A lot of people might be thinking why would anyone buy plant-based meat when it has a chance to have different textures and not taste authentic? Is there really a market for plant-based products? In fact, there is a market for these goods. In fact, quite a big one at that!. In 2019, the plant-based meat market was valued at approximately $3.77 billion and is expected to reach $9.43 billion by 2026. In addition, the global plant-based meat market is expected to grow at a compound growth annual rate of 14% between 2019-2026. That is a huge leap, I would say. In addition, dollar sales of plant-based meat grew 45% the past year and 72% over the past 2 years, showing it’s likeliness to grow even more. To grasp a better visual of the market value of plant-based meat worldwide, I have provided several graphs to see the market growth potential for the plant-based meat market.
Based on the graph, we see that in 2019, the market value for the plant-based meat market worldwide stands at $11.1 billion, and will continue to rise throughout the years. By 2027, it’s expected to reach approximately $35.5 billion, over triple what it was 8 years ago! Seeing this as a great opportunity a lot of businesses have jumped into this market. Another graph shows how the value of the market has increased throughout the years 2018-2020. Between 2018-2019, the value jumped up by 19% whereas between 2019-2020, it jumped up by 45%! Not to mention, in the US, 98% of the people who purchase plant-based meat also purchase conventional meat, The tremendous increase in growth truly proves the market’s promising future.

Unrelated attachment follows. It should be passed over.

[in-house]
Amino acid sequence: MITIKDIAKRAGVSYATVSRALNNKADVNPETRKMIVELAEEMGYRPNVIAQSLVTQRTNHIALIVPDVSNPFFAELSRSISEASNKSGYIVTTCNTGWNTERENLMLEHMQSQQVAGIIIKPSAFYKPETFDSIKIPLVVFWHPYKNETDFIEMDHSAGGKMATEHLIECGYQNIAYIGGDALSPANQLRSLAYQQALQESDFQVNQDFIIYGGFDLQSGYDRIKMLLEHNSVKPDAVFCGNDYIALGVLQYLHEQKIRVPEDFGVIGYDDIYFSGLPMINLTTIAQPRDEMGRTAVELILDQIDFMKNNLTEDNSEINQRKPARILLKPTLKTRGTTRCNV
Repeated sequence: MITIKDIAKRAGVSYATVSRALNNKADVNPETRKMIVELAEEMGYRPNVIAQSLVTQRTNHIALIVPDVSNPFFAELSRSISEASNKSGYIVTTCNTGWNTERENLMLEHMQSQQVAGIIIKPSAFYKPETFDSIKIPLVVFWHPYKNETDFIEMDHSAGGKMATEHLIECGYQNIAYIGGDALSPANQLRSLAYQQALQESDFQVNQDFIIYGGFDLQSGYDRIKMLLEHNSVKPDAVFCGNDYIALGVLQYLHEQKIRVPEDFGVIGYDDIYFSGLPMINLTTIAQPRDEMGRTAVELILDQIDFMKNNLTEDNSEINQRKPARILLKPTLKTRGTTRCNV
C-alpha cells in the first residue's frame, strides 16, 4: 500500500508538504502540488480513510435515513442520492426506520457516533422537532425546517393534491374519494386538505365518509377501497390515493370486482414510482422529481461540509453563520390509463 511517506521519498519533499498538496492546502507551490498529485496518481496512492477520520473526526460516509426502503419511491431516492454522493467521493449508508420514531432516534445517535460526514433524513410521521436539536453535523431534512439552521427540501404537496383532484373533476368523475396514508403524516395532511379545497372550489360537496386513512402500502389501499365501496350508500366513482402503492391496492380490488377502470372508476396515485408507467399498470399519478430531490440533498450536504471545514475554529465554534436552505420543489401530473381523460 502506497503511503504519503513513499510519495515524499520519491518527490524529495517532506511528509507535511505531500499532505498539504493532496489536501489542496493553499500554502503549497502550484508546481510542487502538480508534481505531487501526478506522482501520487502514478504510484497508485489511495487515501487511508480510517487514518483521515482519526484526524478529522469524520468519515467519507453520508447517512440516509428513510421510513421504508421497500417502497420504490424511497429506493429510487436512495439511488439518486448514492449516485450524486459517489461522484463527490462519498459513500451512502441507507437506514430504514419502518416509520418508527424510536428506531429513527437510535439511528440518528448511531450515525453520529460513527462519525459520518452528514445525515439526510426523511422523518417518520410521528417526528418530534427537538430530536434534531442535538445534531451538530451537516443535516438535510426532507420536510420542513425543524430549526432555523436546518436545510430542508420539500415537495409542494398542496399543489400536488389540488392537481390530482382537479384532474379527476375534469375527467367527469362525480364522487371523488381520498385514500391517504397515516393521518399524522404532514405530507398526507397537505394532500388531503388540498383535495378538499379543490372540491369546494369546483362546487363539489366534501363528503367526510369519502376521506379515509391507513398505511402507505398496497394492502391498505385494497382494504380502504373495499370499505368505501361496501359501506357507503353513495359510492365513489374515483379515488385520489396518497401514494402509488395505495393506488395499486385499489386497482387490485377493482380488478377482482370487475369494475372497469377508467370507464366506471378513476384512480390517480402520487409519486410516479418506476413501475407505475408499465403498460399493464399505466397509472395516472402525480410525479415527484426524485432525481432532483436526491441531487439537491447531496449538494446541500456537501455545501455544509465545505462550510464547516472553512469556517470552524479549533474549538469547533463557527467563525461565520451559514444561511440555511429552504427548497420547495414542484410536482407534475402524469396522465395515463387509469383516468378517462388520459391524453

The Protein Economy Watchlist:
Of course, as the market for plant-based meat is growing, more companies are having a take and are joining the growing market. Let’s take a look at some companies currently operating in this particular market.
Beyond Meat: A Los-Angeles based plant-based meat company founded in 2009, which started launching its plant-based meat product in the US in 2012. With the mission to address and solve growing global issues (e.g. global warming, climate change), Beyond Meat has various plant-based meat products which include meats, sausage links, burger patties, beef crumbles, and breakfast sausages! Based on their website, they claimed that the environmental impact of their Beyond Burger is a quarter of what a US beef burger would do. If you want to find out, click here!
Impossible Foods: A company that develops plant-based meat substitutes based in Redwood City, California, founded in 2011. With its mission of addressing global issues at hand, Impossible Foods offers packages of meat and patties on its website. Coming soon, the company will launch its Impossible Burger that will cost 20% less of what is offered online in grocery stores nationwide. If you are interested, click here to find out more!